How to Use the Red Carpet as an Opportunity to Market Your Brand

copyright Red Carpet Report

The Red Carpet used to be the exclusive place for Hollywood A-lister’s to walk and talk. It was a coveted event that was used by studios to get the right sound bite out there, including well-planned “gossip” to help build the buzz for box-office success.

Today, with more independent (indie) productions and even more red carpets being held for web video, niche award shows and fan conferences, one has to start thinking about how to use this high profile opportunity and turn it into a strategic marketing tool.

Over the past three and a half years, Mingle Media TV’s Red Carpet Report has covered hundreds of red carpets from Film Festivals to the Oscars. We’ve shot and produced thousands interviews with everyone from Oscar winners to YouTube Stars to Indie Web Series Creators. These video interviews have millions of views on sites that we syndicate our content to like YouTube, Blip, AOL Video, Daily Motion and more. They are keyword tagged and hopefully found on page one of YouTube or Google when someone searches for that person.

Whether you are in front of or behind the camera, you are “the brand” and the Red Carpet is the best place for you to show off who you are as well as talk about why you’re there, what you’ve done and are working on.

Image 1 Coco Chanel Quote

Several casting directors I know have told me that they look at IMDb pages, event photos and pay attention to who is on the Red Carpet. Being photographed on the Red Carpet gives the perception that you are someone to pay attention to. You need to look serious, to be taken seriously, especially with the massive competition out there. Access is now easier than ever with the number of people creating content and making their way to events where they are being interviewed and those images, videos and articles are getting seen.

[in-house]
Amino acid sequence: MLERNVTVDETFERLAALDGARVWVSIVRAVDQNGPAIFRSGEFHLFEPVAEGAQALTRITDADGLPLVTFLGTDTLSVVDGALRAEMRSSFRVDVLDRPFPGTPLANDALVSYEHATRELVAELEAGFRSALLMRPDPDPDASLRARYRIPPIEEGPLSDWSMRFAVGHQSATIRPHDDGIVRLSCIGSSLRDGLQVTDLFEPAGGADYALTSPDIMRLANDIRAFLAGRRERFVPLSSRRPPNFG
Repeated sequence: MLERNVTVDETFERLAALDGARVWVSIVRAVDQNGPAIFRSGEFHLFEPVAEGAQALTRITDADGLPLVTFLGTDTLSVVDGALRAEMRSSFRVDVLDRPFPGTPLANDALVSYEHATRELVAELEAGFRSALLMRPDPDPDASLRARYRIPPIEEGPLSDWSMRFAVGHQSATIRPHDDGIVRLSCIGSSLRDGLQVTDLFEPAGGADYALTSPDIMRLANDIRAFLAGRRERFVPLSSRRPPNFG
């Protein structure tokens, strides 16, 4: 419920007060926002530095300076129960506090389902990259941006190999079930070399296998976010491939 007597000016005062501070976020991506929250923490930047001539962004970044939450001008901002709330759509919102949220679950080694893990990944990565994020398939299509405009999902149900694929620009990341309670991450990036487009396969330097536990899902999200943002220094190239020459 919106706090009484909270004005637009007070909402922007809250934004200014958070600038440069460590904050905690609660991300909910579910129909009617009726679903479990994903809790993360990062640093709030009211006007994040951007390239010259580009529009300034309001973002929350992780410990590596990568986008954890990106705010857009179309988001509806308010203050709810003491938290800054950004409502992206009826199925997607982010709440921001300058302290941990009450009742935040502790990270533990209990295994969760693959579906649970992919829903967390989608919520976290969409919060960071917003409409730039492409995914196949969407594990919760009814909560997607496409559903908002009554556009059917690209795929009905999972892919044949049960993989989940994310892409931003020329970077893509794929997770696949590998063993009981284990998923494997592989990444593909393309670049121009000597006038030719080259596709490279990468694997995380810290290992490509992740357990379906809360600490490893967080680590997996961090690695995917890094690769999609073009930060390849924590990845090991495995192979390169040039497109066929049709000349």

How Can You Stand Out?

If you have a publicist, they will make sure you are prepped for the red carpet and will also make sure that the press stays on point and not take you off topic to get “sound bites” that may put you in a bad light.

If you don’t have a publicist, practice ahead of time – know what you will be talking about; know it like you would know your lines.

Think about the event you are attending and write down what you want people to know. If you have a project entered at the event, then tell the story about how you created it, who your team is and how thankful you are to be there. Talk about how great the opportunity is to be included and how you’re looking forward to seeing the other projects that are there as well. Don’t be a one trick pony! Talk about what you are working on in the future. Keep it professional; keep the answers short and succinct. Practice like you would your lines from a script, so when you get up to the microphone, you don’t use crutches (like, ah, umm…and sound awkward and unprepared) and your message will come across clearly and you won’t be trolled with negative comments. Finally, be sure to tell them how to find your work, online, on Facebook, Twitter, etc…

314294_10151450830405157_2029868431_nTip: Be Memorable, Inspirational and Gracious